Alongside our ancestors, our cultures and our histories, the plant and animal kingdom have contributed a lot to the construction of our ipseity. So much of the Hameed anthology is about parental relationships and there are also verses about the rights of animals, birds and trees, and how they provided a wonderful treasure trove of metaphors for poetry.

All the beautiful metaphors seem to be borrowed from nature and many of the poems in this anthology are rich in metaphors from nature.

In ‘Cheetay Ke Haqooq’ [Rights of the Leopard], the Bengali poet Asad Chaudhary writes about animals facing extinction. In his second poem, ‘Noha'[Lamentation], he wishes it had been just clay. We humans have an insatiable thirst for power over nature and this has made the lives of animals miserable. If Chaudhry had been just clay, crawling animals would reside there and he could feed them.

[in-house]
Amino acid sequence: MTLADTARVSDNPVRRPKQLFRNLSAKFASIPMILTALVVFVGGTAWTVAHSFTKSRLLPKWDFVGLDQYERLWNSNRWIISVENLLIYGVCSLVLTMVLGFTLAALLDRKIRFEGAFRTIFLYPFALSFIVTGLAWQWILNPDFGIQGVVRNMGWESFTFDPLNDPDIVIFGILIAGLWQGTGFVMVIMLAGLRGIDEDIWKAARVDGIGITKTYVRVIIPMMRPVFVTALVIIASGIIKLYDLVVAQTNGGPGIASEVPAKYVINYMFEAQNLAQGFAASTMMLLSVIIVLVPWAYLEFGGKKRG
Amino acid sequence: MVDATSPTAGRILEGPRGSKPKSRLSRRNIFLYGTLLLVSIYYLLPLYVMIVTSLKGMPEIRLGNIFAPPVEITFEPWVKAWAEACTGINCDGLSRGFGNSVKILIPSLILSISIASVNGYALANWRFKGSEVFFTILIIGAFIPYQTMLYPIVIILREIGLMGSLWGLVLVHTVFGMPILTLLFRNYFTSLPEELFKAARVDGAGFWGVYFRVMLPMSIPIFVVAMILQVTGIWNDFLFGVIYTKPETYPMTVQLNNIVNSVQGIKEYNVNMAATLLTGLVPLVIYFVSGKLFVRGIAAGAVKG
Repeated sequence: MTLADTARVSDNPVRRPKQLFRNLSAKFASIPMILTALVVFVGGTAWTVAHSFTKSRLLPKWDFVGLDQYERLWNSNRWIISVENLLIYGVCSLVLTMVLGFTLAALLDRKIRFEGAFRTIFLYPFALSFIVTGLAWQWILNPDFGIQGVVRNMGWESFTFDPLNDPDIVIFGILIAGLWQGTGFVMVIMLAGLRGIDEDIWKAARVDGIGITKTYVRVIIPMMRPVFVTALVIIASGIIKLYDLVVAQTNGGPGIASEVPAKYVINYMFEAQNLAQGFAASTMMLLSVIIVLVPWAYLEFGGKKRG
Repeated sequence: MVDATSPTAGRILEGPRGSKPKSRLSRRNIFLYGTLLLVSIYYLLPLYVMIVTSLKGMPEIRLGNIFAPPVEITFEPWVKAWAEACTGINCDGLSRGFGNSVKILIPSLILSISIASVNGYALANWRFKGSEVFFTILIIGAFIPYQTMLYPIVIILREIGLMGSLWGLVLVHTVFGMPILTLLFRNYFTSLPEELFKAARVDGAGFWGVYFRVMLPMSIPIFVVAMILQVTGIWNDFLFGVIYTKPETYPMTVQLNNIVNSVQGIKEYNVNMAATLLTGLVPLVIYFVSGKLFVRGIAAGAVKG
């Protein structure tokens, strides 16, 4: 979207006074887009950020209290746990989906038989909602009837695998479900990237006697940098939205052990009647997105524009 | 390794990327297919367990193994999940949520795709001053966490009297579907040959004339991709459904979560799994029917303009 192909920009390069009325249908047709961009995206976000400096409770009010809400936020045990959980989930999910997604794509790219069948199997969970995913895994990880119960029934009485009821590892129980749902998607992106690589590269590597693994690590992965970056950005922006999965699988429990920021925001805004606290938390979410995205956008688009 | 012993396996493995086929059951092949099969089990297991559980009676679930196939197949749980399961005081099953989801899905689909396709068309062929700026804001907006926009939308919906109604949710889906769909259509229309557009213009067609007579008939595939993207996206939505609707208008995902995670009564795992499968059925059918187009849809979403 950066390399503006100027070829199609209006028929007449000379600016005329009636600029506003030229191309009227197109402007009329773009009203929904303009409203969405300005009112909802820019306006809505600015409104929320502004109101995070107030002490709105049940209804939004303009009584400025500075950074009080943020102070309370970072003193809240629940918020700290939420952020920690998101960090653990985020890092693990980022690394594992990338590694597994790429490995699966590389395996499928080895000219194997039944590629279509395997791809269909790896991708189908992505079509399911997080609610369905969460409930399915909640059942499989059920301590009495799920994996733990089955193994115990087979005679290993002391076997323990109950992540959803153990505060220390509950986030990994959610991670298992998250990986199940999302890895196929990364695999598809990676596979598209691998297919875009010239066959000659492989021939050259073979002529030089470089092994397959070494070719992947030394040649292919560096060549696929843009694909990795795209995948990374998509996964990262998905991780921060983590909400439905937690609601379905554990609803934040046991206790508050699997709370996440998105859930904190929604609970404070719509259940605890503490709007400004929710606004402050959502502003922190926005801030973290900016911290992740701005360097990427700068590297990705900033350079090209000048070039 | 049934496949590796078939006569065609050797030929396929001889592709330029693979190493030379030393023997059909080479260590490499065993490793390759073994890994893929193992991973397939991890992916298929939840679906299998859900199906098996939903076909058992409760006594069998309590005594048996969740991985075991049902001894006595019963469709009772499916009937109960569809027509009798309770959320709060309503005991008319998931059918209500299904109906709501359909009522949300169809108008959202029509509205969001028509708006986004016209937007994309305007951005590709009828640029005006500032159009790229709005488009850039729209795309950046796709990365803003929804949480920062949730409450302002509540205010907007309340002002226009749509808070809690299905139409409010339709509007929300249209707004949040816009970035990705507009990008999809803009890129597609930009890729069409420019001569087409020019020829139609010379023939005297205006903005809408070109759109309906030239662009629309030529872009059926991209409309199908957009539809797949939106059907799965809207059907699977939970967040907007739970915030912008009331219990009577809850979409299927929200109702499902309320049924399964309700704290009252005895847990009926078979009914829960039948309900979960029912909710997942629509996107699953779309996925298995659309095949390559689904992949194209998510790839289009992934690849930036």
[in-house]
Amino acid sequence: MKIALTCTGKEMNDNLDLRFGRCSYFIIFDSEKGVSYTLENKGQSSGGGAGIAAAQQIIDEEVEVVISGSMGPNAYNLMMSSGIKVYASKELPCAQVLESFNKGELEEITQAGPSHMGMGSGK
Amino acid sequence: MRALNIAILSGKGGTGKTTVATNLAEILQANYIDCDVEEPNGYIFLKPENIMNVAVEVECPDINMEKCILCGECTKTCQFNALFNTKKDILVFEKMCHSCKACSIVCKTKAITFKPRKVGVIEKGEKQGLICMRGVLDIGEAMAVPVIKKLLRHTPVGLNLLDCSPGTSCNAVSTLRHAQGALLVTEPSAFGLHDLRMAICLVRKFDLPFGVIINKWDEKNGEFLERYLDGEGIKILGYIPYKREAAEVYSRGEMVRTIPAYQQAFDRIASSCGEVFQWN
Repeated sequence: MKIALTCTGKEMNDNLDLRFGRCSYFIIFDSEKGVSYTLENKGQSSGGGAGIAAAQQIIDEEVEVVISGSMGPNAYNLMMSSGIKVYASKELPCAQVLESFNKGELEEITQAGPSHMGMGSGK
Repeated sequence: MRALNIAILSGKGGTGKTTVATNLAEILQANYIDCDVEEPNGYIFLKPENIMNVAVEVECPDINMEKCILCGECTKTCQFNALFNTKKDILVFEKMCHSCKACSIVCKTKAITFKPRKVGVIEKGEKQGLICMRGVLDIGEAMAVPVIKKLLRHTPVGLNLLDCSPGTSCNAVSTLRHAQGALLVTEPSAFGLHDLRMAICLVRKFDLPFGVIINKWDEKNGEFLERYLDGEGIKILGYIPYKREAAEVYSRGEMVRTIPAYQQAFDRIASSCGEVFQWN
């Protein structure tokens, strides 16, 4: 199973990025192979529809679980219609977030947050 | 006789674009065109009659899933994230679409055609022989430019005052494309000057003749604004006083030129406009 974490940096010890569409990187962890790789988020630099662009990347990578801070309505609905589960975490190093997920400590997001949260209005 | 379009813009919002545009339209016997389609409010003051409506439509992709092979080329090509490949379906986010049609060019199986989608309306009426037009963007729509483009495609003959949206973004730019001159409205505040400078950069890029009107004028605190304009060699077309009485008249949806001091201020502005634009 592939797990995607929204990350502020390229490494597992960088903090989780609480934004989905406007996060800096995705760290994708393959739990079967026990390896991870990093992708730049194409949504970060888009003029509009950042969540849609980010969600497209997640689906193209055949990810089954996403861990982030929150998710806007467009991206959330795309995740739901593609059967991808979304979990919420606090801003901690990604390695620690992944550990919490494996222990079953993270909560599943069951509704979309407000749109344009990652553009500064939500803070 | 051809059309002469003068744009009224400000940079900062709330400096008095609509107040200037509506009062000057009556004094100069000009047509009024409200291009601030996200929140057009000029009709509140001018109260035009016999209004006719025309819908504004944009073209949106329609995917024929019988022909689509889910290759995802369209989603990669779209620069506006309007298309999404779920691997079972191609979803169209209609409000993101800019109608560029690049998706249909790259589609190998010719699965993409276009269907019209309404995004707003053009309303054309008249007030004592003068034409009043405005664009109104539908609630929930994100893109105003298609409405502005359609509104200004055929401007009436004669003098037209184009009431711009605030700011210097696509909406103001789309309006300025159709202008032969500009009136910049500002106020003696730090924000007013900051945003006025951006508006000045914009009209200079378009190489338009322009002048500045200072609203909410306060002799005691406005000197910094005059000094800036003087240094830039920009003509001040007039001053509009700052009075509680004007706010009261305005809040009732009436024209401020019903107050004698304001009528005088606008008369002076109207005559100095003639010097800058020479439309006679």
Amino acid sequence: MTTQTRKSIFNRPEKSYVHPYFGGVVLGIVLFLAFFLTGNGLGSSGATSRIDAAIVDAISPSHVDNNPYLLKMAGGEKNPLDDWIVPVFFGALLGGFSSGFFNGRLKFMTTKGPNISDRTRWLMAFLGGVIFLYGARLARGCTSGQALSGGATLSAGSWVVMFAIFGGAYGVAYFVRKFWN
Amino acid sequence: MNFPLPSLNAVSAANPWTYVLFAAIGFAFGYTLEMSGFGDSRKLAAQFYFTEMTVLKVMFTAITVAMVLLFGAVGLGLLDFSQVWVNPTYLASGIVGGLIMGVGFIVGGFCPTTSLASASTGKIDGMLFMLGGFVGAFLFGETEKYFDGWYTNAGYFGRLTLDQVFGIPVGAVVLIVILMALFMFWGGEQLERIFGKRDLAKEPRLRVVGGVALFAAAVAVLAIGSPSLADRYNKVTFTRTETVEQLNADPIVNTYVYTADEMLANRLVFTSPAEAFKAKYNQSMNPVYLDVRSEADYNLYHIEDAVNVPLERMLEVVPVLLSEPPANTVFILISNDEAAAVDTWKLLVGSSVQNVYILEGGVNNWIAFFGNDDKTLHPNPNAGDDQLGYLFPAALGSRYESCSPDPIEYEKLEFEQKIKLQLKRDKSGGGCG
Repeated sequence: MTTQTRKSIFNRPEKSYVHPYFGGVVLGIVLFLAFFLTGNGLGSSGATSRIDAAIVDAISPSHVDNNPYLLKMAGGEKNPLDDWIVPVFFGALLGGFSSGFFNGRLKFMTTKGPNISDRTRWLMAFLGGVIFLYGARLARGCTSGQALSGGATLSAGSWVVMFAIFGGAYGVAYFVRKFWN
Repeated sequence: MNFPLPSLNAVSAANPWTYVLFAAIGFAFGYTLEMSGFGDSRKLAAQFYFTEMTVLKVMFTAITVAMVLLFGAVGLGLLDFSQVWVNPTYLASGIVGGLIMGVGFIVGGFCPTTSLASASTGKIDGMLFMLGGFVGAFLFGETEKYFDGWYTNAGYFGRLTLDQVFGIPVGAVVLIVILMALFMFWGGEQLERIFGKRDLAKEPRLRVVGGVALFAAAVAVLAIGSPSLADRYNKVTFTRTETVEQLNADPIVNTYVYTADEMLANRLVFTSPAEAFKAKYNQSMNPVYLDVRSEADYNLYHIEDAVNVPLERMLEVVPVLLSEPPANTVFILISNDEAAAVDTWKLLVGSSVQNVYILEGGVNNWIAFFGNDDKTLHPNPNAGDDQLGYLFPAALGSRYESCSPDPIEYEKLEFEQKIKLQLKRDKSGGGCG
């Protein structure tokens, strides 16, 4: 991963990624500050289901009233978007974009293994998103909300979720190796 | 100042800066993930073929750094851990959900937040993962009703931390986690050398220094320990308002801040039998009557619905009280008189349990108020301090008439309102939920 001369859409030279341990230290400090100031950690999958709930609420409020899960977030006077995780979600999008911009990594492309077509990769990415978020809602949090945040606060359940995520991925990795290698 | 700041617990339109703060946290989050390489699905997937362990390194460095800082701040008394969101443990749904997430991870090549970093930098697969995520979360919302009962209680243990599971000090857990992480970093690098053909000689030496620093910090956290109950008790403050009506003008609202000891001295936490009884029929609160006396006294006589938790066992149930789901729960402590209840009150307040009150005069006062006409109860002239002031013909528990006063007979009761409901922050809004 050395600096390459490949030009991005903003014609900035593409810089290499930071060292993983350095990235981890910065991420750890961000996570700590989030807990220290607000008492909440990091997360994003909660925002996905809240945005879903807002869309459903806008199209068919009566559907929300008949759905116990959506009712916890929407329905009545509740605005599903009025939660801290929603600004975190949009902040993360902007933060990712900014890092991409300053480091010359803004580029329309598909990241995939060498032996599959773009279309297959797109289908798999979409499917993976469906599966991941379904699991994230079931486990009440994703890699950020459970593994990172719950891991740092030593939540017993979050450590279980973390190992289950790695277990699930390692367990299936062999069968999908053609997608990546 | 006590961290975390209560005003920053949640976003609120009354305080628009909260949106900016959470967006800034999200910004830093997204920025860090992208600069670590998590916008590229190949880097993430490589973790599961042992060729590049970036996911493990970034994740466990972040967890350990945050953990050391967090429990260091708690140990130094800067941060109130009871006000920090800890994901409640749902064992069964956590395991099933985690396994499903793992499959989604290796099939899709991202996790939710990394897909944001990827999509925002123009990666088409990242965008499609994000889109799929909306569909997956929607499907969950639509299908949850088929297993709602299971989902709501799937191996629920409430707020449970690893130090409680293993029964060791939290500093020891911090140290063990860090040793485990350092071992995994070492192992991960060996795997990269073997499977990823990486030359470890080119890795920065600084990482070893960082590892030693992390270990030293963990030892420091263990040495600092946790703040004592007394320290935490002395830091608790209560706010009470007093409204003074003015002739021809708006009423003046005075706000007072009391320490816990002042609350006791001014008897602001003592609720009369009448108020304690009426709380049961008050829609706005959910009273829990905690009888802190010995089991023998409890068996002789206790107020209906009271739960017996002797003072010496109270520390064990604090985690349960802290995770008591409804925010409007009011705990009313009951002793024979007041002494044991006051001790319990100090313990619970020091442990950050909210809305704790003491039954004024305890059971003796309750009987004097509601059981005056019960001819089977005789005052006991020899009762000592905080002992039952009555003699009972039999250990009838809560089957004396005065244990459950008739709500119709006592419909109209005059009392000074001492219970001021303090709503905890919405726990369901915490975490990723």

‘Mera Mashraqi Bengal’ [My Eastern Bengal] by the late Syed Ali Ahsan also vehemently describes the landscape of Bangladesh – its trees, jungles, birds, rains, days, nights and cultural ethos. These poems seem to create a semblance of Bengali national culture.

The various geographical landscapes skillfully painted by these poets contain a pattern of movement and stillness, a kind of music indeed, for good poetry has not only melodious words, but also jingles of images.

How refreshing, revitalizing and incredibly beautiful and meaningful metaphors drawn from nature can be, brilliantly illustrated by Telugu poet C. Narayana Reddy “Mein Tumhain Samandar Daita Hoon” [I Give You A Sea].